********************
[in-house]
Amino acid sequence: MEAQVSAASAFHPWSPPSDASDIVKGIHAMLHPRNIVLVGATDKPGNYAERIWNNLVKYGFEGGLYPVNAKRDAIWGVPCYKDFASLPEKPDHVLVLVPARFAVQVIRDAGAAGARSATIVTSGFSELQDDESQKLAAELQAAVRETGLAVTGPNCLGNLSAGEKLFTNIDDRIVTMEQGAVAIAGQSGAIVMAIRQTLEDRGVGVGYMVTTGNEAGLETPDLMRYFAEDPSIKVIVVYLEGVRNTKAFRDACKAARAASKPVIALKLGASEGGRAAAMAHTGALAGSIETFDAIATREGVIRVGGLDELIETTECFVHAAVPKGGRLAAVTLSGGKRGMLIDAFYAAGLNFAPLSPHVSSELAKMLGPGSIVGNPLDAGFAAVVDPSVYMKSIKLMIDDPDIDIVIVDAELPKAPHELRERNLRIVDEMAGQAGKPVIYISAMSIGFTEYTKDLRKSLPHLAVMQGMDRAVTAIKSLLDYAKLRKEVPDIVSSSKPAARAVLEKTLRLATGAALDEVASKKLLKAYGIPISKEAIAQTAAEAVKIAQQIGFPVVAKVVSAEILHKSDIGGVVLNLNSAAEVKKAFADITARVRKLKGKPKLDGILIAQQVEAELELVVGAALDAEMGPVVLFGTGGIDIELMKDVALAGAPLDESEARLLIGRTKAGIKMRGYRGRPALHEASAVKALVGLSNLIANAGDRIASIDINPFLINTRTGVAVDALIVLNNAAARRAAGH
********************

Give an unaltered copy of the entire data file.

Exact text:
[in-house]
Amino acid sequence: MEAQVSAASAFHPWSPPSDASDIVKGIHAMLHPRNIVLVGATDKPGNYAERIWNNLVKYGFEGGLYPVNAKRDAIWGVPCYKDFASLPEKPDHVLVLVPARFAVQVIRDAGAAGARSATIVTSGFSELQDDESQKLAAELQAAVRETGLAVTGPNCLGNLSAGEKLFTNIDDRIVTMEQGAVAIAGQSGAIVMAIRQTLEDRGVGVGYMVTTGNEAGLETPDLMRYFAEDPSIKVIVVYLEGVRNTKAFRDACKAARAASKPVIALKLGASEGGRAAAMAHTGALAGSIETFDAIATREGVIRVGGLDELIETTECFVHAAVPKGGRLAAVTLSGGKRGMLIDAFYAAGLNFAPLSPHVSSELAKMLGPGSIVGNPLDAGFAAVVDPSVYMKSIKLMIDDPDIDIVIVDAELPKAPHELRERNLRIVDEMAGQAGKPVIYISAMSIGFTEYTKDLRKSLPHLAVMQGMDRAVTAIKSLLDYAKLRKEVPDIVSSSKPAARAVLEKTLRLATGAALDEVASKKLLKAYGIPISKEAIAQTAAEAVKIAQQIGFPVVAKVVSAEILHKSDIGGVVLNLNSAAEVKKAFADITARVRKLKGKPKLDGILIAQQVEAELELVVGAALDAEMGPVVLFGTGGIDIELMKDVALAGAPLDESEARLLIGRTKAGIKMRGYRGRPALHEASAVKALVGLSNLIANAGDRIASIDINPFLINTRTGVAVDALIVLNNAAARRAAGH